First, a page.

Immigration Attorney in Allen, TX
Navigating the complex framework of federal immigration laws and regulations in addition to Texas laws can be challenging and risky, particularly as deportation or separation from your loved ones is a real possibility. We have compiled some frequently asked questions about the immigration process.
To talk to Liu Law Firm about your immigration situation, please Contact Us, call us at (469) 949-9227, or visit us at 333 E. Bethany Drive Bldg. H, Suite 110, Allen, TX 75002 today.
What is Family-Based Immigration?
Through family relationships with U.S. citizens or U.S. permanent residents, the family-based immigration process allowed certain people to become U.S. permanent residents. The U.S. citizen or U.S. permanent resident filing a petition for a family member is called a “sponsor” and the alien relative who benefits from the immigration petition is called the “beneficiary”.
Who is Eligible to Sponsor a Relative for Permanent Residency (or “Green Card”)?
A sponsor must be a U.S. citizen or U.S. permanent resident who is at least 18 years old and generally live within the United States or U.S. territory, with certain exceptions.
What Obligations Do Sponsors Have?
- Sponsors must sign a legally binding affidavit of support for the beneficiary which guarantees that the sponsor shall maintain the standard of living of the beneficiary at a level not lower than 125% of the national poverty level.
- Continuing until the beneficiary naturalizes or has worked in the U.S. for 40 qualifying quarters (or approximately ten years), this obligation is legally enforceable as a contract and may be used in family law cases for spousal maintenance and support.
Which Relatives May I Sponsor as a U.S. Citizen?
As a U.S. citizen, you may petition for your:
- Children, regardless of marital status and age;
- Sibling if you are at least 21 years old and/or;
- Parent if you are at least 21 years old.
Which Relatives May I Sponsor as a Permanent Resident?
As a U.S. Permanent Resident (or “Green Card” holder), you may petition for your:
- Spouse and/or
- Unmarried children.
What is a Fiancé(e) Visa?
Otherwise known as a “K-1” visa, a fiancé(e) visa enables a foreign citizen to enter the United States to marry a U.S. citizen. READ MORE >>
What is a Conditional Green Card?
A beneficiary’s permanent resident status is conditional if it is based on a marriage that was less than 2 years old on the day that the beneficiary became a permanent resident; conditional permanent resident status is given when the beneficiary is either admitted to the U.S. on an immigrant visa or adjusts the beneficiary’s status to that of a permanent resident. READ MORE >>
May a U.S. Citizen Child Petition For Parents to Obtain Permanent Residency?
A U.S. citizen child may only petition for permanent residency for his or her parents upon reaching his or her 21st birthday.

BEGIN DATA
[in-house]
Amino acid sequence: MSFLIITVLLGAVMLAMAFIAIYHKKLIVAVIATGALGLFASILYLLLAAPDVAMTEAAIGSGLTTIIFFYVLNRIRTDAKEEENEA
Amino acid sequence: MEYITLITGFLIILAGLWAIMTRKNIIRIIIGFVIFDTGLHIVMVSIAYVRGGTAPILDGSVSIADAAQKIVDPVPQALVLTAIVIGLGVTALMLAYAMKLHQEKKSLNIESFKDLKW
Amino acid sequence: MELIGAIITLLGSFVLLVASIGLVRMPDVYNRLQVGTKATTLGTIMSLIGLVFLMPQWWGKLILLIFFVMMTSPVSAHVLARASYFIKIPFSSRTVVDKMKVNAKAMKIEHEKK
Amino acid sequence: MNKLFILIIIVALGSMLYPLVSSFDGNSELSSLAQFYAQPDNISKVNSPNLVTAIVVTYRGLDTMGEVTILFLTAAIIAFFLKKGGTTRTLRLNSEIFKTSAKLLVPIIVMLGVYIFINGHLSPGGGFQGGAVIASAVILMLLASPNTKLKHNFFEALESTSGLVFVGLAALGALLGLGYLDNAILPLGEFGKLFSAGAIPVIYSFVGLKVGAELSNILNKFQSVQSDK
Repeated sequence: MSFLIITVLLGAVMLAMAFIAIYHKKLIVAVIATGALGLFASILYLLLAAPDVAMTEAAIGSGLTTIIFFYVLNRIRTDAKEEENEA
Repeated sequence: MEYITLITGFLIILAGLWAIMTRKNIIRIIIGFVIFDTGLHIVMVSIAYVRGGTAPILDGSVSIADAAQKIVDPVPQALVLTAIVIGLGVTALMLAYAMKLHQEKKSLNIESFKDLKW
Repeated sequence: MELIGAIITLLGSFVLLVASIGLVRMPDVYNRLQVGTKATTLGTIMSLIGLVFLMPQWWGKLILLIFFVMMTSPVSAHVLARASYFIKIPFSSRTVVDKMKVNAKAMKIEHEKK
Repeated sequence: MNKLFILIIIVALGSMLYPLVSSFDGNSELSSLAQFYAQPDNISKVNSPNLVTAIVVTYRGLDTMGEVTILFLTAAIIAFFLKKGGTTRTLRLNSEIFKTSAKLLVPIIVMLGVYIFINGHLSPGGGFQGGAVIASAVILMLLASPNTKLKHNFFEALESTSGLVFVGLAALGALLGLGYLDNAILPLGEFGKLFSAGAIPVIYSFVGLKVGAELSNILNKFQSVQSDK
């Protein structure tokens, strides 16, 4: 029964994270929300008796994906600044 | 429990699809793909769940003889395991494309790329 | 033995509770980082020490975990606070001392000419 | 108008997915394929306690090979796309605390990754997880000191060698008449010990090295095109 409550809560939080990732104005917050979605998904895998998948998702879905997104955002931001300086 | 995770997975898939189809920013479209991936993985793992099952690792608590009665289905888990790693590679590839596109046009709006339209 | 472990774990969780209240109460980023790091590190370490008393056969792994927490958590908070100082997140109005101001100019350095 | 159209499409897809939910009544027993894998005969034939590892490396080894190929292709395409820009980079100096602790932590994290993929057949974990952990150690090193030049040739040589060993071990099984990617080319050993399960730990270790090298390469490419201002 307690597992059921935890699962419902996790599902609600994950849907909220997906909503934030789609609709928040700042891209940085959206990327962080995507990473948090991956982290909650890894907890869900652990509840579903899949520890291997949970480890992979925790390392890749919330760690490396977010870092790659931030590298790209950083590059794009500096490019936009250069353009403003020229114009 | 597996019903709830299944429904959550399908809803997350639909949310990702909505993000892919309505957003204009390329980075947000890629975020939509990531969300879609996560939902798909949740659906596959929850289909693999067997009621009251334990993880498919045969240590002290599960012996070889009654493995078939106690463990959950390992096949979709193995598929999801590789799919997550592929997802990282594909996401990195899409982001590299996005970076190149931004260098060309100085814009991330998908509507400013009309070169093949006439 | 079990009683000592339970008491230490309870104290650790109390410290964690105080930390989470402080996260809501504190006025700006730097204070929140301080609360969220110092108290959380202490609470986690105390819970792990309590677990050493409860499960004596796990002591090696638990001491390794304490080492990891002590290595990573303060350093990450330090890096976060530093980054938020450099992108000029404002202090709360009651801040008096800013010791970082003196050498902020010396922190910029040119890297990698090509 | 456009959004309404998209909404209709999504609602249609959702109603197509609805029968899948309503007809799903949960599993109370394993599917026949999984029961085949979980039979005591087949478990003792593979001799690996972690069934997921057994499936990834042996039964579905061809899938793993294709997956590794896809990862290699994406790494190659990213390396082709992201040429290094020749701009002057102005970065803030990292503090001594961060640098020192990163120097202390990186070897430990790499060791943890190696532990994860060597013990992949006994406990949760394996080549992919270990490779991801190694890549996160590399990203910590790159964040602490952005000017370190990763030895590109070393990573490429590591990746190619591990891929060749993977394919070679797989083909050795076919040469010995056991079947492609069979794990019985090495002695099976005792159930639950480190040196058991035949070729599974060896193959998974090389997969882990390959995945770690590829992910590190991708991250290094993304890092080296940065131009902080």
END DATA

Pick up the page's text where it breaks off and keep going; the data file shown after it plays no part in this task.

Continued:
How Does the Permanent Residency Process Begin for My Spouse Who is Outside of the U.S.?
A petition is filed with U.S. Citizenship and Immigration Services (USCIS), requesting that USCIS notify a U.S. Consulate in the country where your spouse lives. READ MORE >>
How Do I Find Out When Visas Become Available?
Publicly available at the Bureau of Consular Affairs of the U.S. Department of State, current and upcoming visa bulletins reflect visa availability for applicants waiting to file for employment-based or family-sponsored preference adjustment of status.
Can My Foreign Relative Attend Public School in the U.S.?
There are limitations and requirements under U.S. law related to foreign students in F-1 status attending public secondary or high schools (grades nine through twelve):
- Secondary school attendance is limited to 12 months. READ MORE >>
How Do I Become a U.S. Citizen?
U.S. citizenship may be acquired by birth, through naturalization, or military service:
- Those born in the U.S. or to U.S. citizens may be considered citizens by birth; READ MORE >>
What is the H1B Visa to Permanent Residency (or “Green Card”) Process?
One of the most popular work visas in the U.S., the H1B visa is a dual-intent visa with a duration of stay up to 6 years (initial duration of stay of 3 years with an extension) with certain exceptions. READ MORE >>
What is the Deportation or Removal Process?
“Deportation” is the formal removal of a foreign national from the United States for immigration law violation. READ MORE >>
What is Unlawful Presence and Bars to Admissibility?
Unlawful presence is the period of time when a foreign national is in the United States without being lawfully admitted or paroled or not in a period of stay authorized by the Secretary of Homeland Security. READ MORE >>
What is Special Immigrant Juvenile Status?
“Special Immigrant Juvenile Status” is an immigration classification available to certain undocumented immigrants under the age of 21 who are in the United States and who have been neglected, abused, or abandoned by one or both parents; this classification allows the foreign national child to seek lawful permanent residence in the United States (otherwise known as “Green Card”). READ MORE >>
What are Some of My Rights as an Immigrant?
You have the right to remain silent though some states may require you to provide your name if asked to identify yourself by a law enforcement officer. READ MORE >>
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